Christian-Bashing Air Force Officer Story is Just That

It seemed a dream story for the Christian right. A Fox News article titled “Airmen Punished for Objecting to Gay Marriage,” tells the story of Lackland Air Force Base’s Phillip Monk, who, according to his own testimony, stood up for a military trainer who had publicly announced his disapproval of gay marriage. His superior, who Monk notes is “openly a lesbian,” wanted the trainer punished, which led to a rift that eventually caused Monk to be “relieved of his position.”

The story had everything: gay people oppressing Christians, as well as a man fired for simply, reasonably, defending his faith. It got enough notice that a Family Research Council petition to Air Force Secretary Eric Fanning to personally intercede on Monk’s behalf gathered over 45,000 signatures in the last five days.

But there’s a problem with Monk’s story: it relies on a generous interpretation of—some might say disregard for—the facts. Monk was never “relieved of his position” or “essentially fired,” as he claimed. Anybody who bothered to reach out to Colleen McGee, the military public relations contact on this issue, would have figured this out. But when I called her, I learned that I was only the fourth reporter to do so. “Normally, for a story like this, I’d expect about forty calls,” said McGee.

McGee cleared up some basic facts: first of all, Phillip Monk was not “officially fired”; rather, he was transferred back to his field (medicine), a transfer he had been aware of since May. He was never removed from duty. 

What’s more, it seems that Monk’s superior wasn’t even that upset about the whole issue, but simply thought that they had “agreed to disagree.”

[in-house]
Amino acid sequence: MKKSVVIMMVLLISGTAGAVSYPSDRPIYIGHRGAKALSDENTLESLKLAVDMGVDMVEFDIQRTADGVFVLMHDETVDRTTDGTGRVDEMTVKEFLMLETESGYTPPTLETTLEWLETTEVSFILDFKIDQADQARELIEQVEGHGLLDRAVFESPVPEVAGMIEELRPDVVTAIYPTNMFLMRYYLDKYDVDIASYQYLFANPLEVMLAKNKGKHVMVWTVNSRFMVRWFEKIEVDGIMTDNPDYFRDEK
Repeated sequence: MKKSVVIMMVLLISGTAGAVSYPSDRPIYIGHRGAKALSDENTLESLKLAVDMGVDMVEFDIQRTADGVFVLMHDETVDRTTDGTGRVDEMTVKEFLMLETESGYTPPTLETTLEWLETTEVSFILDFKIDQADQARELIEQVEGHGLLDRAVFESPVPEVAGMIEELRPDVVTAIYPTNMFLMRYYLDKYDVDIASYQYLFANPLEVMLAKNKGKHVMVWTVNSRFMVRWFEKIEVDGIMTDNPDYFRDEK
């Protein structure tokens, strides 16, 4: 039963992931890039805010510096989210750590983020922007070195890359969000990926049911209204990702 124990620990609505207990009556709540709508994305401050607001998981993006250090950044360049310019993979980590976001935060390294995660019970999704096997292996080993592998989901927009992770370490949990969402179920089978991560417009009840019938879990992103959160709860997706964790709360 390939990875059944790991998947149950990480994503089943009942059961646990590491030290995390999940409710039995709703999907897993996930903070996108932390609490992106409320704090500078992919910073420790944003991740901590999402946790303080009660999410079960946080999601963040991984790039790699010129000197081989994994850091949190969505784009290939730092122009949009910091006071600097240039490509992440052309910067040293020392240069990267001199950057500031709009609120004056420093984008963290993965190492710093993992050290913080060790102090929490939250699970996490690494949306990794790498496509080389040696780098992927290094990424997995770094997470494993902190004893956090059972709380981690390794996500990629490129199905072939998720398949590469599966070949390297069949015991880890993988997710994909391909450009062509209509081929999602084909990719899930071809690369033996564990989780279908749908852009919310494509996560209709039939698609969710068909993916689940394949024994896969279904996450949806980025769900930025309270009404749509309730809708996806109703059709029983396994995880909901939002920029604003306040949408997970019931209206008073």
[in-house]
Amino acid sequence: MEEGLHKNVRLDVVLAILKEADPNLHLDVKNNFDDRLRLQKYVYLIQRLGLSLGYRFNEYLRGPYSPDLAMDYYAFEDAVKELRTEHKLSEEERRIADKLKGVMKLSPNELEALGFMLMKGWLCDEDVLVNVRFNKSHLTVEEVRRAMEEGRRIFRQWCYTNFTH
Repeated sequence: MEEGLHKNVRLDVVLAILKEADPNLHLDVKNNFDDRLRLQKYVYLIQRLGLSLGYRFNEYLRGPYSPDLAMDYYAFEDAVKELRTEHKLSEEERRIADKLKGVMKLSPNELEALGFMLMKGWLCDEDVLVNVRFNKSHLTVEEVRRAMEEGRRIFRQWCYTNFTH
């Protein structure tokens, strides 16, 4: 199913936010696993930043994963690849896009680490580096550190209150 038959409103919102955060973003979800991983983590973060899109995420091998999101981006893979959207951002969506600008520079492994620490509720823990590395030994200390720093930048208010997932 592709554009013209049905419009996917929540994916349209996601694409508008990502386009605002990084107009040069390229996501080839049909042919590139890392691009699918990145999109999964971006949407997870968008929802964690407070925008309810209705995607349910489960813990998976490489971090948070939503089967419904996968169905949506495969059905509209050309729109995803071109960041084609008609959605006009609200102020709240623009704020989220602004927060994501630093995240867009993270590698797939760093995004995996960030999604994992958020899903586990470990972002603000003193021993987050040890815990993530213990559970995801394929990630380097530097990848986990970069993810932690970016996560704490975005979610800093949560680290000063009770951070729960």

Ironically, what finally got Monk in actual trouble was this very public misstatement of what happened to him (although, I use “in actual trouble” loosely here, as Monk has not been punished in any way, and the inquiry into his actions is only at the fact-gathering stage). Even the trainer he defended only received a “letter of counseling,” which is known to be a punishment that’s “not all that significant.”

Monk claimed last week that he had been Mirandized in connection with this inquiry, something that McGee neither confirmed nor denied, but implied would not be something out of the ordinary in an investigation such as this.

Still, the inquiry into Monk’s actions gave his story new life, and led to a series of articles full of innuendo masquerading as fact. “Air Force Cracking Down on Christians,” a Fox News piece by the same author as the Fox article mentioned previously, shows that he’s more upset than ever about the Air Force’s investigation into Monk, an investigation that, ironically, his own poor reporting directly contributed to. As of September 10th, the original article stands without correction.

With stories like these it can be difficult to tell whether the religious right’s persecution narrative creates a distorted lens or, more cynically, whether cases that have the potential to play on the persecution narrative are seized upon and promoted as a means to an end… discuss.